I had my own mirror experience yesterday … I was having a one to one business meeting with someone I’d met and briefly chatted with several times. We’d previously noted that we had some common interests, and until that point we hadn’t actually talked deeply. To start with, when I came into the room and we greeted each other, I was once again astounded by our physical similarities – both petite frame, shoulder length brown hair left down, glasses. I had even narrowly missed wearing a similar jacket to the one she was wearing that morning! Our conversation quickly progressed from the mundane to life goals and our understanding of life’s deepest concepts. She grew up in Hinduism and I grew up in Judaism, so we had different words for things and a different framework … but many of the concepts were the same. In the course of the conversation we kept finding things we matched on … cue the creepy music! At one point I had to remark to her ‘You’re like my Hindu twin!’ At the end of the meeting it was something of an effort to float back down to earth and pin down some concrete steps we could take action on. At this point no one knows if we will collaborate on anything or what the results will be, but whatever happens it will certainly come from a place of mutual understanding.
When I think about it I’ve had this experience of deep similarity before, with a number of people and each time it has been a friendship that lasts and brings forth great things for both of us. You know when I watched my daughter playing with the little girl at the doorway of the hairdressers and their rapport seemed so effortless and light, and yet so deep, I wondered whether we as adults could still attain that same rapport or whether we had lost something, a certain simplicity and direct connection perhaps, that we needed to regain. Yesterday’s experience reminded me that we still have this vast ability to connect, even as adults – if we are open to it.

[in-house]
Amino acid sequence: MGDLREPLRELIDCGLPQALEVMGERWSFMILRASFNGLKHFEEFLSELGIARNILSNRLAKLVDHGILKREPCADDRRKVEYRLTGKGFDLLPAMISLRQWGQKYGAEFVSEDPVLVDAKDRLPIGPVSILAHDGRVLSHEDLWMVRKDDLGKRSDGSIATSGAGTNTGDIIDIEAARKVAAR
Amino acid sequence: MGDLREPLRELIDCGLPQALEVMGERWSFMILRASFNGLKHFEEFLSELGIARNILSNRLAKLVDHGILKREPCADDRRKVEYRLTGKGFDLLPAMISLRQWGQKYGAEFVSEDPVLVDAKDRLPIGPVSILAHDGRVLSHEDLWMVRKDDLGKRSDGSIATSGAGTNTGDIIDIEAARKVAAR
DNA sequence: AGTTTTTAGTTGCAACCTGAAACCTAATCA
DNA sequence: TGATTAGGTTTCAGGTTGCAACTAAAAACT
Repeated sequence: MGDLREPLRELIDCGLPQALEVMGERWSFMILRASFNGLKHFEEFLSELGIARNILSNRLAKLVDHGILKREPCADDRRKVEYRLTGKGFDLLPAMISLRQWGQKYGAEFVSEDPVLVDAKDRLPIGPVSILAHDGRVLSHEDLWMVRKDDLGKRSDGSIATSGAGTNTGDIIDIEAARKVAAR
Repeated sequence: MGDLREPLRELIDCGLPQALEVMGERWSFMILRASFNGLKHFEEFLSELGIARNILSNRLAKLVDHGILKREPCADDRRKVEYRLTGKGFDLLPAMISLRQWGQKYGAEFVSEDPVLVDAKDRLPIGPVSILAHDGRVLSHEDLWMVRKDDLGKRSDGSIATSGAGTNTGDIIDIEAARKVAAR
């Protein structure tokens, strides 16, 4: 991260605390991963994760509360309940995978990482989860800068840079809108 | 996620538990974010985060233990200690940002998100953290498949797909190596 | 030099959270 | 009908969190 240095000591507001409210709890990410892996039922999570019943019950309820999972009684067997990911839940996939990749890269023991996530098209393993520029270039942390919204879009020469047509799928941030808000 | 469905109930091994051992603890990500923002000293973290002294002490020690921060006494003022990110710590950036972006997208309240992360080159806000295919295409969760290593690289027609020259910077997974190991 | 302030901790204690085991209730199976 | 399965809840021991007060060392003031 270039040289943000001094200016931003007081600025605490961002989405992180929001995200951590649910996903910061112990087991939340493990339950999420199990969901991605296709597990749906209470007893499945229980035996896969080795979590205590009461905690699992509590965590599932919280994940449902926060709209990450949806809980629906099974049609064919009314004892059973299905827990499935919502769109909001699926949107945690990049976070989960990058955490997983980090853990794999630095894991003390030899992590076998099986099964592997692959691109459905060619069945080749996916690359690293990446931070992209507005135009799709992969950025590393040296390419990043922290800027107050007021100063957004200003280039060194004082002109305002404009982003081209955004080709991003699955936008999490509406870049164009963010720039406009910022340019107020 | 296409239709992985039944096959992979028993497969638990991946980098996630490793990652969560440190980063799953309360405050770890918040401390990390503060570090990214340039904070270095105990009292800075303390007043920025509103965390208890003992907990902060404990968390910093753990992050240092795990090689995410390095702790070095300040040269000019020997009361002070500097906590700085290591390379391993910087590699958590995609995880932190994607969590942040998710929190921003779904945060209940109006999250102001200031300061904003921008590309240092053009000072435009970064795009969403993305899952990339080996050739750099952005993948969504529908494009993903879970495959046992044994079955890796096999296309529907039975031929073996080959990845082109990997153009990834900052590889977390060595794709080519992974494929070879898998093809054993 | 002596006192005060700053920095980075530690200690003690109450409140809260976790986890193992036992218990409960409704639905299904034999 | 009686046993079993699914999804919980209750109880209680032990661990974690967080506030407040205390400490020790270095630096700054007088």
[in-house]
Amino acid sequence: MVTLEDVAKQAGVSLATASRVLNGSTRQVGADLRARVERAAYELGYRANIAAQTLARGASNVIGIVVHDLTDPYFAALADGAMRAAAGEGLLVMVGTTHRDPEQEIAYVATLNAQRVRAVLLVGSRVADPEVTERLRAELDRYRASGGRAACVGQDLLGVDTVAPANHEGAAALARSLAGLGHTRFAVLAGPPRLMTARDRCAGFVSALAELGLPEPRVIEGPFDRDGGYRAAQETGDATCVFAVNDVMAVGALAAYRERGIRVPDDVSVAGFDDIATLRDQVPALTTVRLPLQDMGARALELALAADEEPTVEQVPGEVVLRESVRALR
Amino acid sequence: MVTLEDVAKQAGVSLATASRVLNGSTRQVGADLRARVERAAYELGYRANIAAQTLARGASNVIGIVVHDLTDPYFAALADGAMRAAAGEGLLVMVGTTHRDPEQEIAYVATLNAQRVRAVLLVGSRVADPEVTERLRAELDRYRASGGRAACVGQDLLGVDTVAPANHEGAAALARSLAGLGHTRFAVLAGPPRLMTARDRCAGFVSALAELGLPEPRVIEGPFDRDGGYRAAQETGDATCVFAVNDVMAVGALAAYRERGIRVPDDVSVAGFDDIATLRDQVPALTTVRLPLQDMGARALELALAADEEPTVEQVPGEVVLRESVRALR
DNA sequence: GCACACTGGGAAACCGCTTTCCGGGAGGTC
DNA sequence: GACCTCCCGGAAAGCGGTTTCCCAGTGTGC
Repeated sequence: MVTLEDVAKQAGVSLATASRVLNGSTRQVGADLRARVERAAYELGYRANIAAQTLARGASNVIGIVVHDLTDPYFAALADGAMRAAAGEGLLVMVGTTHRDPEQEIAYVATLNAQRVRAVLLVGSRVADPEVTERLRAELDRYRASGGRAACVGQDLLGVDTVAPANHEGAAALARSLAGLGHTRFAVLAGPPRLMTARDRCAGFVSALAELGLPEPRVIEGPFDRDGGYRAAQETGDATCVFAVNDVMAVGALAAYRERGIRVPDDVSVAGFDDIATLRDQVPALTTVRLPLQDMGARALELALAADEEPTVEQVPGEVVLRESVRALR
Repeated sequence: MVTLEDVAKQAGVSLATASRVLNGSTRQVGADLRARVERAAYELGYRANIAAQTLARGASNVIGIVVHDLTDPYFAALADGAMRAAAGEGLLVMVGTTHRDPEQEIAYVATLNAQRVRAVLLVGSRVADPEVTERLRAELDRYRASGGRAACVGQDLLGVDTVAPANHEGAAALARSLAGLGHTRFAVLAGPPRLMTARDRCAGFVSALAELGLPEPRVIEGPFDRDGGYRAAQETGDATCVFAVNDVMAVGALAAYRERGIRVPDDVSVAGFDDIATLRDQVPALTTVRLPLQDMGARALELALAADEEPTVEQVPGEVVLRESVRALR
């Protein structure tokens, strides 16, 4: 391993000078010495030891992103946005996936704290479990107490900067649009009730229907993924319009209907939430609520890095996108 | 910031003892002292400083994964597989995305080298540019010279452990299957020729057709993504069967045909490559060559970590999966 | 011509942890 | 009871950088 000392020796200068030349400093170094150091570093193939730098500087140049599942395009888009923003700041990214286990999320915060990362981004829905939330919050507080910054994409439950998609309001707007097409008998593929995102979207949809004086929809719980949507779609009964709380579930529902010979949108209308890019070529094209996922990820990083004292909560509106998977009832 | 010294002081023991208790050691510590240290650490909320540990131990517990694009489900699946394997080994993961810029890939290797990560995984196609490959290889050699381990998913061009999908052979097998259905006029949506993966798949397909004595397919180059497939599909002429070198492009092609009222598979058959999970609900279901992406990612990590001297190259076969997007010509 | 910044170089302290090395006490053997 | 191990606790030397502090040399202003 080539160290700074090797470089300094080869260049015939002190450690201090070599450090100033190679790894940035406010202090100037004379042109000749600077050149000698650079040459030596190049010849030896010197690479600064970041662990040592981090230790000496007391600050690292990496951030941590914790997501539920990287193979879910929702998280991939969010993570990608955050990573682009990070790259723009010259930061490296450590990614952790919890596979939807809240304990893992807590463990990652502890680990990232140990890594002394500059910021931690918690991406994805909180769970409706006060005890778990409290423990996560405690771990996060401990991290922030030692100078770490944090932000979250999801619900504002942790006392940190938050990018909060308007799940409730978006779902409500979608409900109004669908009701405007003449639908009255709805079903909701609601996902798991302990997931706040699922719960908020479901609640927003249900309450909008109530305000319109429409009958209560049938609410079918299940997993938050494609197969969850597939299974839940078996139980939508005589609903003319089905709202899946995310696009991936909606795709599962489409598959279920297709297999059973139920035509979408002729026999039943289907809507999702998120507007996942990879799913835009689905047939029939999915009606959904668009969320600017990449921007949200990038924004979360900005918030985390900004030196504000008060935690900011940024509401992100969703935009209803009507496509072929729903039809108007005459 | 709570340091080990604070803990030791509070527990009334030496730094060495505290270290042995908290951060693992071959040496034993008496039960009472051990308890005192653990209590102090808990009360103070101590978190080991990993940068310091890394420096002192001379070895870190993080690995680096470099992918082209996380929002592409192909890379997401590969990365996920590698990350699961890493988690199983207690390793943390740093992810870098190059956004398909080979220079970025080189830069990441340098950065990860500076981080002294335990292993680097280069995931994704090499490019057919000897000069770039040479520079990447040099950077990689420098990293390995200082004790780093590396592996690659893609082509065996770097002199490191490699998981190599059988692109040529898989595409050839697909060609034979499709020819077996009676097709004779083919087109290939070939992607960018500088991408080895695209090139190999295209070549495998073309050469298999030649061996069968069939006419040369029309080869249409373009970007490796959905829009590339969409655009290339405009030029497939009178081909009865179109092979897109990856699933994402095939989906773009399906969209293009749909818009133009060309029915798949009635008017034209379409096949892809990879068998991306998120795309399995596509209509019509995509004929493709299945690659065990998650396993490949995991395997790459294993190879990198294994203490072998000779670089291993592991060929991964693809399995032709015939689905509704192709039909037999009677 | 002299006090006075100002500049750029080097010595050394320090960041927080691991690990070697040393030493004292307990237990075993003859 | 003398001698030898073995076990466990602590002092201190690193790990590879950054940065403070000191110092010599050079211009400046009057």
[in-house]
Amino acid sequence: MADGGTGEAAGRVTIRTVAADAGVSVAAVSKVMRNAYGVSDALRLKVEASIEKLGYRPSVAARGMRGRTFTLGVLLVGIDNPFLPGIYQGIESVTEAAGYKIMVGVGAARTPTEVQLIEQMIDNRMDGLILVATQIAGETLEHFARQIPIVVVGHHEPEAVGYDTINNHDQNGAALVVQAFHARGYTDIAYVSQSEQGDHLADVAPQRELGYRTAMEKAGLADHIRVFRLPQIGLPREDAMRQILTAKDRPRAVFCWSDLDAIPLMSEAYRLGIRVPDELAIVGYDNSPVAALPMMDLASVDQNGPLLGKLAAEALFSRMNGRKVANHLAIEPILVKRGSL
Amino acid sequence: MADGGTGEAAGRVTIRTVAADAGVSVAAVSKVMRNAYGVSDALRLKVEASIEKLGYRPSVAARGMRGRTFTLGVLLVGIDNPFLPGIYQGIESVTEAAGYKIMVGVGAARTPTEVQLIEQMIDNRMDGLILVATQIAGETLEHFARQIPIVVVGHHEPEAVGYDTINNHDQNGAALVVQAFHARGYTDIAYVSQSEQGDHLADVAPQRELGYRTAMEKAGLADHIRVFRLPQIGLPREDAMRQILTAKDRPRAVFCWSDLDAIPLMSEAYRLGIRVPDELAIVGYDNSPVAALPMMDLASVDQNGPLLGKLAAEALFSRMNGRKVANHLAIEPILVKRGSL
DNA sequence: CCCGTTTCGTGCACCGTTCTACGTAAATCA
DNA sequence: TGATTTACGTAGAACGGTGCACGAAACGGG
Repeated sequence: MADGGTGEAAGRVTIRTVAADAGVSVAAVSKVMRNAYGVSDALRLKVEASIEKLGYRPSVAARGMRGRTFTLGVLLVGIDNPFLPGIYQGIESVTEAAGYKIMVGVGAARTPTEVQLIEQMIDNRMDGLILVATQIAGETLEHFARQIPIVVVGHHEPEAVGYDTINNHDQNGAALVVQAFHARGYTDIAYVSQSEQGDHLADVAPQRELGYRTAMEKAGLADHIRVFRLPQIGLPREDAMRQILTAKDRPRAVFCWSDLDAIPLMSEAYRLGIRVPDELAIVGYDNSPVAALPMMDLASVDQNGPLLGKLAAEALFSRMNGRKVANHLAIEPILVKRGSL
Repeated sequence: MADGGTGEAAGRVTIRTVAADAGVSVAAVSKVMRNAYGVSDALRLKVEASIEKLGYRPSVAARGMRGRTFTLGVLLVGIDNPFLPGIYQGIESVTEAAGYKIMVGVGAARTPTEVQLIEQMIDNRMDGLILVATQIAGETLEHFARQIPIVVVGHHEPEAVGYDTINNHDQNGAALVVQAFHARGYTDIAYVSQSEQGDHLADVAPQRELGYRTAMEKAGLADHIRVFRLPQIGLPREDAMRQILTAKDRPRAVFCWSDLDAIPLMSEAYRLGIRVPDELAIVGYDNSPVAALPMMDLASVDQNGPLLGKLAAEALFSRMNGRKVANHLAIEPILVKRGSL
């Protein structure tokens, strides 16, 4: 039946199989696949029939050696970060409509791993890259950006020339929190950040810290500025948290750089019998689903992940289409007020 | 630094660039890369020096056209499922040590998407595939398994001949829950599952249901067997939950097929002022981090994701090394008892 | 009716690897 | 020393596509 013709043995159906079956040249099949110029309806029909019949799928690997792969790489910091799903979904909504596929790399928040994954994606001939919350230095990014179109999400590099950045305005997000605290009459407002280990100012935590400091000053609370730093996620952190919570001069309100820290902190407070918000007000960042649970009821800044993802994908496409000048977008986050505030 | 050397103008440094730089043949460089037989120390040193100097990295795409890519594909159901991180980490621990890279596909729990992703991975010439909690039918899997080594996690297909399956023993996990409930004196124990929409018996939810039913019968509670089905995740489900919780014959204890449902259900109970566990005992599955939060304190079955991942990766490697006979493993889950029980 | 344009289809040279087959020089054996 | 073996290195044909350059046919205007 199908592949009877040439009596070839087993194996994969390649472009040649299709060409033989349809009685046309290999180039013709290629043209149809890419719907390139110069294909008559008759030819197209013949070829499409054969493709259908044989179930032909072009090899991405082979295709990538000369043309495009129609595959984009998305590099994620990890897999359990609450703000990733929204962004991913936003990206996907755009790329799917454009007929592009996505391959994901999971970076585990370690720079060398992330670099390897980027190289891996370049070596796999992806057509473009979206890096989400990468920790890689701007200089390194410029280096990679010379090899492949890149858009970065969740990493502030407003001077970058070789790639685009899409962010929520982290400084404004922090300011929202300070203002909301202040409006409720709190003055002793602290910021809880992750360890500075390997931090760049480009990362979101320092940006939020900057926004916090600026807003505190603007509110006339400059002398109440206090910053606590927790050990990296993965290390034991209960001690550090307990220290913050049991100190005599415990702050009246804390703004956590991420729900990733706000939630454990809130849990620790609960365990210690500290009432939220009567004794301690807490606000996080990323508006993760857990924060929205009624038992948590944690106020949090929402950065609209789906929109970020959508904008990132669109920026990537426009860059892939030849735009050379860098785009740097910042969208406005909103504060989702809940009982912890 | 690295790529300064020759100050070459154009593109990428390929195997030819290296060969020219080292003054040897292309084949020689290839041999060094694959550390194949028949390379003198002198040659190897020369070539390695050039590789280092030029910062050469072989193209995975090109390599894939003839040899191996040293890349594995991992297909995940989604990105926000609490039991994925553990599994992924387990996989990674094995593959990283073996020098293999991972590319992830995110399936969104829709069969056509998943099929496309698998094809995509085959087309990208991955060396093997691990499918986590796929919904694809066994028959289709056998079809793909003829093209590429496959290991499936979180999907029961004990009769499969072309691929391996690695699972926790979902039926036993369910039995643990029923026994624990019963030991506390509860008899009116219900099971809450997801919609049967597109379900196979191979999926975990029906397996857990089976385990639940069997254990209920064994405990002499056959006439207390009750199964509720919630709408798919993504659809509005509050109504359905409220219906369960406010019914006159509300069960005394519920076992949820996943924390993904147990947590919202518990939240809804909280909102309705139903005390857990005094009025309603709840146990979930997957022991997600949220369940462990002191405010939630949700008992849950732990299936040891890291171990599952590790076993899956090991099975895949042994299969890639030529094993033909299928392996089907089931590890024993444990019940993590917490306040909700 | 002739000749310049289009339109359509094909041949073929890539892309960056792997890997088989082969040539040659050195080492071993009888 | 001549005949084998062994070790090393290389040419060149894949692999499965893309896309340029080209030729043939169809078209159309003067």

Have you had experiences of deep connection? I’m sure you have and we’d love to hear about them… please share!
Make it a great week 🙂
The sky is suitably overcast as we meet at the graveyard. My great uncle has died, and here we all are for the funeral. People are gathered in clumps, as if being part of a group will protect them from death. I’m no different – I stick with my mother and brother. I never really know what to say on these occasions. What is there to say when the person lost is much loved, and has been there forever. Words can’t be enough. My presence will have to suffice. Though we children didn’t spend as much time as we should have with him, to me my great uncle was one of those people who was just a given. You know, someone who holds up part of the edge of your world just by being there. It’s strange that he is dead. It feels weird. One more of the old guard is gone and the rest of us move one step closer to becoming the old guard ourselves.
It feels disrespectful to walk amongst the gravestones, so I stand with some others a little back as the coffin is lowered and the prayers are said. I stand there remembering how not that many years ago despite his frailty he was part of the party that accompanied my granny, his sister to her final resting place, even though he didn’t have his coat and it was freezing. As we all watch the young lad with the digger fill in the grave, my eye roves over the nearby gravestones, and I read so many peoples’ final words to each other. I allow the words on the nearest gravestone to dissolve and envision my name there, and I ponder what I’d want my gravestone to say. Don’t you find these things make you value your life? If there’s one thing each of us can be sure of it’s that we will eventually die. I’m grateful to still be in the game.